Piper says that Moses: “looked to the unseen God to work out some purpose for his people, and forty years later he would discover what that purpose was, and he would be back.” Moses did these things ‘by faith.’ Hebrews tells us that Moses did things by faith over and over. John Piper tells us that: “Faith is a hunger for God that triumphs over our hunger for the pleasures of this world. And so faith unleashes radically God-centered, risk-taking, people-loving behavior.”

He then challenges us to be people of faith: “Let’s be like Moses this morning. Let’s look to the reward of God’s promises, as it says in verse 26. And let’s look to the God who is unseen, as it says in verse 27. And let’s be so hungry for the superior worth of our glorious God that the bridges are burned to a hundred sins and a hundred fears.”

Jesus

Mark powerfully pointed us to Jesus at the end of his sermon. We had seen how Esau gave up his birthright for a single meal. Jesus also gave up his birthright. As Russell Moore said: “Jesus gave up His inheritance and went to the cross for you.” This is the stunning truth of the gospel. Jerry Bridges tells us that: “God delivered the innocent Christ over, as a judge delivers a criminal to punishment, that the prisoners might go free instead. Christ was innocent—until our guilt was made his own. Christ took our sin and punishment; we took his innocence and vindication. The treason and blasphemy charged to Christ by the human tribunal was an emblem of our own treason and blasphemy against God for everything, from our apathy toward him, to thinking we can do God a favor by attending church, to the in-your-face rebellion that we deliberately commit at times.”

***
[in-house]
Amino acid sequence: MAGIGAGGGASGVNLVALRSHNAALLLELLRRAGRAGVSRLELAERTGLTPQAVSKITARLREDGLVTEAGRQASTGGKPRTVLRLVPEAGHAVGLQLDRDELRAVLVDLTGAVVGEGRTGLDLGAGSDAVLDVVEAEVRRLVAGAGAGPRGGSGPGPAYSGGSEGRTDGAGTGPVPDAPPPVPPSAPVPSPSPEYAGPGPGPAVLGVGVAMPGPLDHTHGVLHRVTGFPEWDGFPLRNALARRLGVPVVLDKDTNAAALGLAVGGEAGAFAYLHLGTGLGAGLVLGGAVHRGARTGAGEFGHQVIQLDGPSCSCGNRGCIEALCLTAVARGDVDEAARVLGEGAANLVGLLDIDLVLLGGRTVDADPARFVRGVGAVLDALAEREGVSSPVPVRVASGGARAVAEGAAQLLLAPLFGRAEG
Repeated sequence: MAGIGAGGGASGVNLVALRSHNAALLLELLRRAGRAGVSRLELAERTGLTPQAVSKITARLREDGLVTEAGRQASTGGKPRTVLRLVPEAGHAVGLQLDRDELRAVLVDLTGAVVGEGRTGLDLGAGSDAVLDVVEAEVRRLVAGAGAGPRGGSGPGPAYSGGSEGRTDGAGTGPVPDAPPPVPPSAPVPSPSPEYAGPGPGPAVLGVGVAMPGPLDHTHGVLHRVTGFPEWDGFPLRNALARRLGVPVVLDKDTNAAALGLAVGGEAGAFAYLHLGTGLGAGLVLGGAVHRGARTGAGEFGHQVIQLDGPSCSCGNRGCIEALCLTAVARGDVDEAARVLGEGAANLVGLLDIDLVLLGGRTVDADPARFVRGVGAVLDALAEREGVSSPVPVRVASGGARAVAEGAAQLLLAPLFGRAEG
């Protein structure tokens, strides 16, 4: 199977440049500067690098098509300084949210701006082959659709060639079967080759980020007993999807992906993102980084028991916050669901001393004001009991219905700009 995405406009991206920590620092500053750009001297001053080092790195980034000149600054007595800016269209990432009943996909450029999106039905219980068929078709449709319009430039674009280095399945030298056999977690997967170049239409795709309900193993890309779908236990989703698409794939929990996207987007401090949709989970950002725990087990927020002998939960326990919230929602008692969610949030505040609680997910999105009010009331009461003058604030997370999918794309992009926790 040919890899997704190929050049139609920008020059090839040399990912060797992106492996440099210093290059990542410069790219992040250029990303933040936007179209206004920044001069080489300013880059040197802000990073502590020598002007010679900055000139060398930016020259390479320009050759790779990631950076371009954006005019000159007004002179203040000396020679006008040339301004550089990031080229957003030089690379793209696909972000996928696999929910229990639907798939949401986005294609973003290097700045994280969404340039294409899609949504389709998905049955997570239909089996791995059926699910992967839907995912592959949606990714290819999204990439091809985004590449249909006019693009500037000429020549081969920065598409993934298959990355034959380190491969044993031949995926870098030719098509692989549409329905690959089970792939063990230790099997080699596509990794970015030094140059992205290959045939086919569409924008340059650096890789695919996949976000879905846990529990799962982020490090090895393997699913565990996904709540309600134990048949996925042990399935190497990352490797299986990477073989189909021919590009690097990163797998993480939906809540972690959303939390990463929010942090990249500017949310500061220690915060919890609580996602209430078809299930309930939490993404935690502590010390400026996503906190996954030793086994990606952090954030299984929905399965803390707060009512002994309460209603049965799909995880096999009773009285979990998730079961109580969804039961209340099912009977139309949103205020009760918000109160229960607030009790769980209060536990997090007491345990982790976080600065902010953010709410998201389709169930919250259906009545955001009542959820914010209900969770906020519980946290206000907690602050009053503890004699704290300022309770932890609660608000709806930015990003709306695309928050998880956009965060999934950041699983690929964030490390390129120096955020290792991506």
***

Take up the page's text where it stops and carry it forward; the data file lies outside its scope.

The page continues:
Bridges continues by talking about the cross: “The cross was planned from before the foundation of the world as the place where God would inflict his Son with the curse and wrath due redeemed sinners as their sin was charged to him. Behind the visible tribunal and the visible punishment was something infinitely more formidable and severe. What Christ suffered directly at the hand of God is beyond human imagination.”

Lastly Bridges says: “Christ endured much more than the observable agony of torture by the hands of evil men. In the ultimate execution of God’s infinite wrath upon our sin, Christ received inconceivable anguish by the hand of God, an unstoppable surge of torment invisible to our eyes and unfathomable to our imaginations. Yet he did not deserve it; we did.” Let that last line from Jerry Bridges sink in: “Jesus did not deserve it; we did.” Jesus deserved unending joy and fellowship with God, and we deserved the wrath of God and eternal destruction. Jesus, though gave up His inheritance and went to the cross for you and me!

This is the great and glorious news of the gospel. In light of this glorious gospel John Piper reminds us that we: “can’t love Christ too much. You can’t think about him too much or thank him too much or depend upon him too much. All our justification, all our righteousness, is in Christ.

This is the gospel — the good news that our sins are laid on Christ and his righteousness is laid on us, and that this great exchange happens for us not by works but by faith alone.”

Picture from here